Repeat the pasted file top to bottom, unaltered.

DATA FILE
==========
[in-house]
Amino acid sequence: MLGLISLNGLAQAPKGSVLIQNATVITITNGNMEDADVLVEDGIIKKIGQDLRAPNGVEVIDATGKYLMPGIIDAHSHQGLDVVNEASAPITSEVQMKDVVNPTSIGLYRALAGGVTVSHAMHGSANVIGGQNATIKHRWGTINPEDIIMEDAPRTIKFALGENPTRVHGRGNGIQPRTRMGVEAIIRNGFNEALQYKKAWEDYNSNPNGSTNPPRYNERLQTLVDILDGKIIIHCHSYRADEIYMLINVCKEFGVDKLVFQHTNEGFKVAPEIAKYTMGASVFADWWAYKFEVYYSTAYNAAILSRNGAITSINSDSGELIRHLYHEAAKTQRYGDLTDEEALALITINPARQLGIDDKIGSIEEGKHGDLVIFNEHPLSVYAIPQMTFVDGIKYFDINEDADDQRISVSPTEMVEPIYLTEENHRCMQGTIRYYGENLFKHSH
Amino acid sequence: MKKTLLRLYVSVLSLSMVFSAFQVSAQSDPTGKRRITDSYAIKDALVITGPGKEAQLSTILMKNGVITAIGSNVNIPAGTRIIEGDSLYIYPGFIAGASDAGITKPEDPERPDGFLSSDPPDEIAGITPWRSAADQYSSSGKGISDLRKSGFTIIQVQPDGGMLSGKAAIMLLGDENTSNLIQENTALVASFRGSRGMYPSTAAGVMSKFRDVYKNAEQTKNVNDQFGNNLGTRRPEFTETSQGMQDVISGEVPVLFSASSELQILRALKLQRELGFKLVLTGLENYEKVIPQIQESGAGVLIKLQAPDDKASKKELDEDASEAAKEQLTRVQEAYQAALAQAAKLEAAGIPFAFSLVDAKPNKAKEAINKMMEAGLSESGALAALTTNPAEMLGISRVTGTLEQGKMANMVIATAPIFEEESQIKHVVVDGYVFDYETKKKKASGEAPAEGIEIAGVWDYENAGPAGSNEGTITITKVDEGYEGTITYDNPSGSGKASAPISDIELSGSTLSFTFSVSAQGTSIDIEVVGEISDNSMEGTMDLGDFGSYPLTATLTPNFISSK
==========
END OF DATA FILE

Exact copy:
[in-house]
Amino acid sequence: MLGLISLNGLAQAPKGSVLIQNATVITITNGNMEDADVLVEDGIIKKIGQDLRAPNGVEVIDATGKYLMPGIIDAHSHQGLDVVNEASAPITSEVQMKDVVNPTSIGLYRALAGGVTVSHAMHGSANVIGGQNATIKHRWGTINPEDIIMEDAPRTIKFALGENPTRVHGRGNGIQPRTRMGVEAIIRNGFNEALQYKKAWEDYNSNPNGSTNPPRYNERLQTLVDILDGKIIIHCHSYRADEIYMLINVCKEFGVDKLVFQHTNEGFKVAPEIAKYTMGASVFADWWAYKFEVYYSTAYNAAILSRNGAITSINSDSGELIRHLYHEAAKTQRYGDLTDEEALALITINPARQLGIDDKIGSIEEGKHGDLVIFNEHPLSVYAIPQMTFVDGIKYFDINEDADDQRISVSPTEMVEPIYLTEENHRCMQGTIRYYGENLFKHSH
Amino acid sequence: MKKTLLRLYVSVLSLSMVFSAFQVSAQSDPTGKRRITDSYAIKDALVITGPGKEAQLSTILMKNGVITAIGSNVNIPAGTRIIEGDSLYIYPGFIAGASDAGITKPEDPERPDGFLSSDPPDEIAGITPWRSAADQYSSSGKGISDLRKSGFTIIQVQPDGGMLSGKAAIMLLGDENTSNLIQENTALVASFRGSRGMYPSTAAGVMSKFRDVYKNAEQTKNVNDQFGNNLGTRRPEFTETSQGMQDVISGEVPVLFSASSELQILRALKLQRELGFKLVLTGLENYEKVIPQIQESGAGVLIKLQAPDDKASKKELDEDASEAAKEQLTRVQEAYQAALAQAAKLEAAGIPFAFSLVDAKPNKAKEAINKMMEAGLSESGALAALTTNPAEMLGISRVTGTLEQGKMANMVIATAPIFEEESQIKHVVVDGYVFDYETKKKKASGEAPAEGIEIAGVWDYENAGPAGSNEGTITITKVDEGYEGTITYDNPSGSGKASAPISDIELSGSTLSFTFSVSAQGTSIDIEVVGEISDNSMEGTMDLGDFGSYPLTATLTPNFISSK